Editor's note: In "Fast Food International," Krista Garcia will take us around New York to the many international fast food chains that have landed in the five boroughs. She blogs at goodiesfirst.com.
Country of origin: Japan
Locations worldwide: 31 in Japan, Singapore and the U.S.
NYC locations: One in midtown
Japanese curry is like the result of a culinary game of telephone: Indian curry interpreted by the British, brought to Japan in the late 19th century and now being served in the United States. West to east and back again, the dish has certainly morphed along the way. And there is no better place to sample this multi-cultural creation than at midtown's Go Go Curry.
Hideki Matsui may no longer be with the Yankees but his legacy lives on at this hole-in-the-wall decorated with bursts of red and yellow, an inexplicable gorilla mascot and Matsui memorabilia galore. The number five is pronounced like "go" in Japanese, hence Go Go represents the famous baseball player's number 55 jersey when he was with the Yomiuri Giants. The number five is taken to extremes; their hours are 10:55 a.m. to 9:55 p.m., and discounts are given on the 5th, 15th and 25th of each month.
Creamy, heavy and comforting to those who grew up with it, kare-raisu (curry rice) is often compared to mac and cheese. The popular junk food's fans even include felines—who could forget about the curry-loving cat?
At Go Go Curry, all dishes come with short-grain white rice, a tuft of shredded cabbage (so you can pretend you're eating healthy) and a choice of meat including katsu, chicken katsu, shrimp, and sausage. Servings are baseball-themed, of course, increasing in size from walk, single, double to a triple. The $12.50 Grand Slam—like nothing you'd find at Denny's—gets you everything plus more than a pound-and-a-half of rice.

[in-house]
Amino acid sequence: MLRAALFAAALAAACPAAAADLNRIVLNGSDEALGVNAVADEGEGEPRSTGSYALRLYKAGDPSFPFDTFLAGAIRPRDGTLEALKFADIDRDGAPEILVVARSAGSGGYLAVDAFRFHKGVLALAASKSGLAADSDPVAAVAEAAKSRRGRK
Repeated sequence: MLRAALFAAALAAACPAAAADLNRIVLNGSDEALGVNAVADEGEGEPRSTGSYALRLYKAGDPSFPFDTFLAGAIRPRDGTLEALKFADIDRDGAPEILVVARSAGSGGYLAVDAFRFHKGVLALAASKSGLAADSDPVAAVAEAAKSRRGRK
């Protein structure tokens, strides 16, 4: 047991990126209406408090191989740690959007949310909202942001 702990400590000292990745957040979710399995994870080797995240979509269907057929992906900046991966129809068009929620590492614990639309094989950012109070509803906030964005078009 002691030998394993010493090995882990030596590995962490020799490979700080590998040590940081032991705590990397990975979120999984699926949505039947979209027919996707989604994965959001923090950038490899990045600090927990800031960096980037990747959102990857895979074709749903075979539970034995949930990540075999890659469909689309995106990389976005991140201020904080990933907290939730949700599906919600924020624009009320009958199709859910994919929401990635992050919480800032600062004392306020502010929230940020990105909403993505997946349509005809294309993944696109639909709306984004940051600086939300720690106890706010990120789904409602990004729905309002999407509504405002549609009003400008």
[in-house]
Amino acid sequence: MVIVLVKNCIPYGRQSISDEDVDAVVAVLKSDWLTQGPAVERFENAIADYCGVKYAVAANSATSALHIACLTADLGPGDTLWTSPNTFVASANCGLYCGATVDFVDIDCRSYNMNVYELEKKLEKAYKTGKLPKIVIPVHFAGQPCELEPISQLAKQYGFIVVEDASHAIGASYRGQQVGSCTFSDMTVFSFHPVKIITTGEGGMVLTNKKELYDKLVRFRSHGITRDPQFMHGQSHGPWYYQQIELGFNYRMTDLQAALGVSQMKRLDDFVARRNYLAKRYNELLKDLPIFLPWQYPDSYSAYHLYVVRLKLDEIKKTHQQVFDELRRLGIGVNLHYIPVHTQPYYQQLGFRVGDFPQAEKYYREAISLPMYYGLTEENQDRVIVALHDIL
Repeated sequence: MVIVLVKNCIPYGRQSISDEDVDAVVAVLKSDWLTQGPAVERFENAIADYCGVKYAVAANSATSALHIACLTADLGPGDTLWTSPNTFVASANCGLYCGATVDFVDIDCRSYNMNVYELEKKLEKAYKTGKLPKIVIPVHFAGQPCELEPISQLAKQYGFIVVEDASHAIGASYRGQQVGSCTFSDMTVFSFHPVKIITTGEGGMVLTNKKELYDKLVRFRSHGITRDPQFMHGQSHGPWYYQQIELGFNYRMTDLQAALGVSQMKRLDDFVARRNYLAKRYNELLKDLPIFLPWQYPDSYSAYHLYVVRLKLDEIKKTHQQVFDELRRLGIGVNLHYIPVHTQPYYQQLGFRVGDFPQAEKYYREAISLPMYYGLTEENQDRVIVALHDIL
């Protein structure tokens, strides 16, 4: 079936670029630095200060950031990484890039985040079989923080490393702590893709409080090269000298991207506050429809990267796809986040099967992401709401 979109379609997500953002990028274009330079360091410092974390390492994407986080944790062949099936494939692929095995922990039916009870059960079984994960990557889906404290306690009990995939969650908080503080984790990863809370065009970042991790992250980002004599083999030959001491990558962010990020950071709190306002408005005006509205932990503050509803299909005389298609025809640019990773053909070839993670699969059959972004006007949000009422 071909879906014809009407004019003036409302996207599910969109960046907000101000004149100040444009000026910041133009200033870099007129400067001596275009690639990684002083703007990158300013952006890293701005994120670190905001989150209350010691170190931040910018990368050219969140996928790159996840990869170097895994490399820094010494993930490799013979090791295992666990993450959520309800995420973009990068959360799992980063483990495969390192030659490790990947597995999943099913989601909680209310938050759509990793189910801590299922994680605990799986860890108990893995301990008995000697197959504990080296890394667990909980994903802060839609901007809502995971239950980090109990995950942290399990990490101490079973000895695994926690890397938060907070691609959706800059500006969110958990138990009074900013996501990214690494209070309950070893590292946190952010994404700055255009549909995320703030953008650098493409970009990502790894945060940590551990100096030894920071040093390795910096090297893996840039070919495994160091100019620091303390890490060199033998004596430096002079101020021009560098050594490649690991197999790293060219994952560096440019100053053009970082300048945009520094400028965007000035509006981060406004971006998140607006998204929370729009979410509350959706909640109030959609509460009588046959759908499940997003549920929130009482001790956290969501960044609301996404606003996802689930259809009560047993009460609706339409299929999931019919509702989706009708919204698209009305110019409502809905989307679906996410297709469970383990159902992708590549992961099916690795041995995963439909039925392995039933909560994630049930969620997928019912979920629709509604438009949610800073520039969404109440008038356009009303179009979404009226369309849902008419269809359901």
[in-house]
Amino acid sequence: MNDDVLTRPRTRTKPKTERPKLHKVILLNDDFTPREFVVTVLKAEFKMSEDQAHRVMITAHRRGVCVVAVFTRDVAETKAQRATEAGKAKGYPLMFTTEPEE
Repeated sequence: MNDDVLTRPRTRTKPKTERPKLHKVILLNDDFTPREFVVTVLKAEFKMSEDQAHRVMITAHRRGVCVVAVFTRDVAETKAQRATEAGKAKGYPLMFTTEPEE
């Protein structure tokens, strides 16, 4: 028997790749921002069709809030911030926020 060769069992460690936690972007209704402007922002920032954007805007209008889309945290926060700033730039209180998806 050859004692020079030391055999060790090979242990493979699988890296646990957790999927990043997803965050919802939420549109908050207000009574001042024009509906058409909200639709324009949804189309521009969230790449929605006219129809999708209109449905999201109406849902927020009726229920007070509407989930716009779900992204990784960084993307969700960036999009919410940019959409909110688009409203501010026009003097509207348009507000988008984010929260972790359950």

The pork cutlet ($7 for a small) comes not only in a thick pool of curry but also drizzled with Worcestershire-heavy tonkatsu sauce. The gloppy brown sauce gets its distinct sweet-savory flavor from curry powder, garam masala and apples, among other ingredients. One thing Japanese curry sauce never is? Spicy, even if it's labeled as hot.
The snappy petite sausages may look like cocktail wieners, but are closer in taste and texture to kielbasa.
Diners can customize their servings with sensible toppings like rakkyo (picked onions) and hard-boiled egg slices or more esoteric ones such as grated cheddar or natto, the notoriously gooey and pungent fermented soy beans.
It's worth the extra dollar to order traditional fukujinzuke, the neon red pickled radishes, just to see them incongruously served in an elegant gravy boat. While pickles normally enliven and cut through richness, these irresistible nubs mimicked the salty umami of the curry and also added an appealing crunch. You'll need a lot of iced green tea to get through a plate. That is, if you do. Cheap and filling, Japanese curry is the anti-sushi.